The Ivory Tower of Latria
The Queen banished her depraved old husband from the land. He returned in strange golden garb with foul Demons in tow. They pillaged great Latria, land of the learned, and locked us in this dungeon. Since then, they’ve been feeding off our souls…. Telling us over and over that if we go above, we will be granted redemption.
–Once Royal Mistress
His revenge complete, the old man withered away, possessed by golden robes of insanity. Too weak to be a demon’s vessel, his soul was eaten.
–Inscription, Old Monk Archstone
To be sure, the corrupting influence of False King Allant has spread to the farthest corners of Boletaria. But whereas Stonefang was clearly an annex of Boletaria, its original race of “burrowers” wiped out and the new lizard-eyed townsfolk stripping the mountain in service of King Allant, Latria is a world apart. The Demon blight and the Deep Fog have left their mark, to be sure, but as you climb Latria’s once-beautiful ivory tower, now converted into an aerial dungeon dominated by an eldritch cult, you get the distinct impression that Latria would be in trouble even without Allant and his corrupt revival of the Soul Arts.
Even aesthetically, Latria feels distinct from the other four Archstones. While Demon’s Souls has no trouble building atmosphere, much of it feels at least halfway familiar, medieval fantasy tropes filtered through Demon’s Souls‘ nihilistic lens. Latria, on the other hand, conjures the feeling of a lucid dream, dominated by surreal imagery, colors and sounds blending to create a floating, disembodied sensation. In a way, this too fits into the Tolkienesque setting: Latria is a land once renowned for its magic and scholarship, the corrupted equivalent of a wizard’s tower.
Whatever it once was–it’s referred to as the “land of the learned” ruled by “the wise queen of the great ivory tower–Latria is now little more than a vast prison where the queen’s former subjects are tempted into inhuman rites by false promises of salvation. While Allant may exert some influence over this land (see the piece on Boletaria for speculation on Allant’s involvement in Sage Freke’s imprisonment), Latria’s story is mostly self-contained, a melodrama of corruption and betrayal that raises a mirror to Boletaria’s collapse.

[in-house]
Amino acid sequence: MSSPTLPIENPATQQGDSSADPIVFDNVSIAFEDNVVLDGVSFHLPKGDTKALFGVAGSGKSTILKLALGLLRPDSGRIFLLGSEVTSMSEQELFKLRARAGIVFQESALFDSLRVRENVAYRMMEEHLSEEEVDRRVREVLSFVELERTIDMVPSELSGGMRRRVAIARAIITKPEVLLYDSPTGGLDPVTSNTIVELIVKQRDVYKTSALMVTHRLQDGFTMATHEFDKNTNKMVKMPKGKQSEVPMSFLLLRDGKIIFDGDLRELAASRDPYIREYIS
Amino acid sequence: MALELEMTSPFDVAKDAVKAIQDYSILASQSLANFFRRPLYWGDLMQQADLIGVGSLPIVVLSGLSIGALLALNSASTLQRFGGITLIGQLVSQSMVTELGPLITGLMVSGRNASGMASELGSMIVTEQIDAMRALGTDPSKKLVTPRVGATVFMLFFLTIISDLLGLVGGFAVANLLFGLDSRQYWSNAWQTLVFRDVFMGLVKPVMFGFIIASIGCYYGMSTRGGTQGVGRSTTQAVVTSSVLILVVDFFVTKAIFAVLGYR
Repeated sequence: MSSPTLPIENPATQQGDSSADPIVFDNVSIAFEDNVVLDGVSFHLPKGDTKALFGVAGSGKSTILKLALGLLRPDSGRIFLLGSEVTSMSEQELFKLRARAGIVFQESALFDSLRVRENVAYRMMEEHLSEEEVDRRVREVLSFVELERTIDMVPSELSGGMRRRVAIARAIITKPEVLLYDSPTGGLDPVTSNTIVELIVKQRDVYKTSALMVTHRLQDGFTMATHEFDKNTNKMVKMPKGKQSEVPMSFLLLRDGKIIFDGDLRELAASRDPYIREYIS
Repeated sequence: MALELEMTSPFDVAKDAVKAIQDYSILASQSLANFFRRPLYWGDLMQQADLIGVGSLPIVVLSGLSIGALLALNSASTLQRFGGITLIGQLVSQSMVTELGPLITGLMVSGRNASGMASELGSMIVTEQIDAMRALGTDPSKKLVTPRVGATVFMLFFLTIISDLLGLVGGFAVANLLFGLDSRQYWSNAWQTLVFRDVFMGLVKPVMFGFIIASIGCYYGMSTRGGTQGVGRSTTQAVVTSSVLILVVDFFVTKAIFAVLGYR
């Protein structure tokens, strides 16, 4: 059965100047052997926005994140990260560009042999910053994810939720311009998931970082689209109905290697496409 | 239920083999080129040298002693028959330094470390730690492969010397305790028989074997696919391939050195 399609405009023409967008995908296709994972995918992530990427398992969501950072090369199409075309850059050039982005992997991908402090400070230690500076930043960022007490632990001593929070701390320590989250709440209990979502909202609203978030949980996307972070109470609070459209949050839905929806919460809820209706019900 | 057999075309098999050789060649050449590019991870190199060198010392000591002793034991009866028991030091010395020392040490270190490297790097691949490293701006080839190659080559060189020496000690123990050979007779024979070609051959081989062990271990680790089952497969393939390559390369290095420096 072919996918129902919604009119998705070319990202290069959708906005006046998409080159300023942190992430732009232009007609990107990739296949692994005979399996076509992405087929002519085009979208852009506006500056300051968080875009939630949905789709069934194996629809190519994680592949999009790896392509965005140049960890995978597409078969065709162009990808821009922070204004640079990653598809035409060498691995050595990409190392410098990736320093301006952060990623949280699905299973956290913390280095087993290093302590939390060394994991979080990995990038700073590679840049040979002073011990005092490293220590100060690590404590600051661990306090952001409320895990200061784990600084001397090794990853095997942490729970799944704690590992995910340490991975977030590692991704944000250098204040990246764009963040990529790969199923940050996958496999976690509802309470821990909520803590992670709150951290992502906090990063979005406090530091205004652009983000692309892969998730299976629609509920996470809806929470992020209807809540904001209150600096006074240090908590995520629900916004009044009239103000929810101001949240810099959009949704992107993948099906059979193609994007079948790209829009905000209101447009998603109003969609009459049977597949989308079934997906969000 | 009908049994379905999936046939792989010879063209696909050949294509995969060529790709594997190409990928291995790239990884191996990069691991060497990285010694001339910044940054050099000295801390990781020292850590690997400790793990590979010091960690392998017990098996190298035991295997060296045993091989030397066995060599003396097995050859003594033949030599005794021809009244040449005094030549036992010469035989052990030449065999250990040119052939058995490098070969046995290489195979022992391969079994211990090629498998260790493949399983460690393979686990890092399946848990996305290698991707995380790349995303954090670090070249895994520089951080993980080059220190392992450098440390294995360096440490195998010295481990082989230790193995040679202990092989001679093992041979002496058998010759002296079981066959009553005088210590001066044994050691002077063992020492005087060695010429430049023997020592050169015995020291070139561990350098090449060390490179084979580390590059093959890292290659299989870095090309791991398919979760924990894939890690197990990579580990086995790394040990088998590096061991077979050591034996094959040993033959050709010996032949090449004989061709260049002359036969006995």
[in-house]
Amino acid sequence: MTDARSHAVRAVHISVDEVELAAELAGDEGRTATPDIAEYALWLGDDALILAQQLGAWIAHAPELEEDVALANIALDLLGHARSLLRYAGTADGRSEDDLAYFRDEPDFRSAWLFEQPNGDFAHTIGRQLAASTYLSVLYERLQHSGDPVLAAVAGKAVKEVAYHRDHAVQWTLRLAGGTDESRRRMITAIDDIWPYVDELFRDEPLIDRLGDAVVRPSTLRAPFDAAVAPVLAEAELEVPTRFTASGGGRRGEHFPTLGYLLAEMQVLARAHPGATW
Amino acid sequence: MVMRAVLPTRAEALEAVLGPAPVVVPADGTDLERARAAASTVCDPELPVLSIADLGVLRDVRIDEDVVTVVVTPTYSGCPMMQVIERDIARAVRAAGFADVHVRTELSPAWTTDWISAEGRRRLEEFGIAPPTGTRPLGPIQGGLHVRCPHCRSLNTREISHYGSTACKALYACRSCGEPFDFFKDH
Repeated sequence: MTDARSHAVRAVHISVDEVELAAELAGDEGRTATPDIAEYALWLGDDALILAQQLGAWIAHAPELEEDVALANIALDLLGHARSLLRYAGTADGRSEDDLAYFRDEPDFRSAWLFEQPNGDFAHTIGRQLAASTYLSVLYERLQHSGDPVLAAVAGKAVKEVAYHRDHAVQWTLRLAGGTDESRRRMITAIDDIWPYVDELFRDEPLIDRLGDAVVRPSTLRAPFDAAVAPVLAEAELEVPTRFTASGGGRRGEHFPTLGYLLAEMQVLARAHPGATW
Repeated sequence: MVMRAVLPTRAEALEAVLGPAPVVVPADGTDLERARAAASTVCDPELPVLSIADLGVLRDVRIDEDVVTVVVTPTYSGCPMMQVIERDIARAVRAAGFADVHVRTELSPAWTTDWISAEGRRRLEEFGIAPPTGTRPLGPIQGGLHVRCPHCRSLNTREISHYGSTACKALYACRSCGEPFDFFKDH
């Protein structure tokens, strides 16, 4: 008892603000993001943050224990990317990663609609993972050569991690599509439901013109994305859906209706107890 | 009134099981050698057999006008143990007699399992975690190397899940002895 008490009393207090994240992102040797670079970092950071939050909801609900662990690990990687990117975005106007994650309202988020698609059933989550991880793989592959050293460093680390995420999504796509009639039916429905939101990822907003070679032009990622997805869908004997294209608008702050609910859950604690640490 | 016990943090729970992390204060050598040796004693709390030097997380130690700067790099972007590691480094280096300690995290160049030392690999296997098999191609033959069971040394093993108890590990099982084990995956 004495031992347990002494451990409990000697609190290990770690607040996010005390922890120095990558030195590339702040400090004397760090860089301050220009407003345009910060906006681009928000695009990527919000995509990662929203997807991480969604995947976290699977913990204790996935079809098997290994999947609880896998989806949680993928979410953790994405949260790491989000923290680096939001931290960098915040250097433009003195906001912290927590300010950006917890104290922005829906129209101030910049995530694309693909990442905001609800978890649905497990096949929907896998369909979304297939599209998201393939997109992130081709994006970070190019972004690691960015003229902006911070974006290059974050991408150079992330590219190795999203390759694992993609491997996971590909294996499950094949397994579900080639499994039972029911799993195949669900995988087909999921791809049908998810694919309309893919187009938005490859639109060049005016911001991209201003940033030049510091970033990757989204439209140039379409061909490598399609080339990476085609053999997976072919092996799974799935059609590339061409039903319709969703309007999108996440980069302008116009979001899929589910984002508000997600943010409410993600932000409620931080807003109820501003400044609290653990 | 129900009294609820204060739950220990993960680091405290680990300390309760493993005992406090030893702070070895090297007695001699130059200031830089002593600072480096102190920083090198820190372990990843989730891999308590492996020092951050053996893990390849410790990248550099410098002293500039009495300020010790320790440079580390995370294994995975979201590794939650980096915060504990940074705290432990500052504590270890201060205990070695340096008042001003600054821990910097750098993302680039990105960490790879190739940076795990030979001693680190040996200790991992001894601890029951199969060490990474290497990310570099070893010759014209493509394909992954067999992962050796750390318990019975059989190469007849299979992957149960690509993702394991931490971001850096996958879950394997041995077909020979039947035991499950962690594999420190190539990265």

Evidence of Latria’s corruption is immediate: while Boletaria’s Archstone is placed centrally on a major bridge and Stonefang’s occupies its own small shrine, Latria’s Archstone is held in a small cell on the third floor of a Sadeian dungeon, next to a rat’s partially decomposed remains. Dozens of similar cells stand beside it, all locked, many of them occupied by emaciated madmen who extend their arms in supplication as you pass. The trill of some sort of night insect (Latria occupies a perpetual, moonless, starless night) is occasionally punctuated by the ringing of the warden’s bell, somewhat like a call to prayer. Although it’s open to the sky, Latria’s dungeon is mostly pitch black, except for the eldritch green glow of the prison guards’ bells, which serve as foci for the guards’ powerful, paralyzing magic. Oh, and these guards, known as Mind Flayers, have octopuses for heads and will impale you with their tentacles if you get close enough, leeching your life-force straight through your skull.
Although they are among the few enemies you’ll face in the first level of Latria (called the “Prison of Hope”), Mind Flayers have the advantage of range, and you will likely spend a lot of time playing cat-and-mouse behind pillars and in cells, listening to the ringing of the bell draw closer and praying that you will be overlooked. As you explore the prison, adding gradually to your key-ring, snatches of tuneless song will occasionally drift in and out of your hearing, greatly contributing to the unanchored, dream-like atmosphere.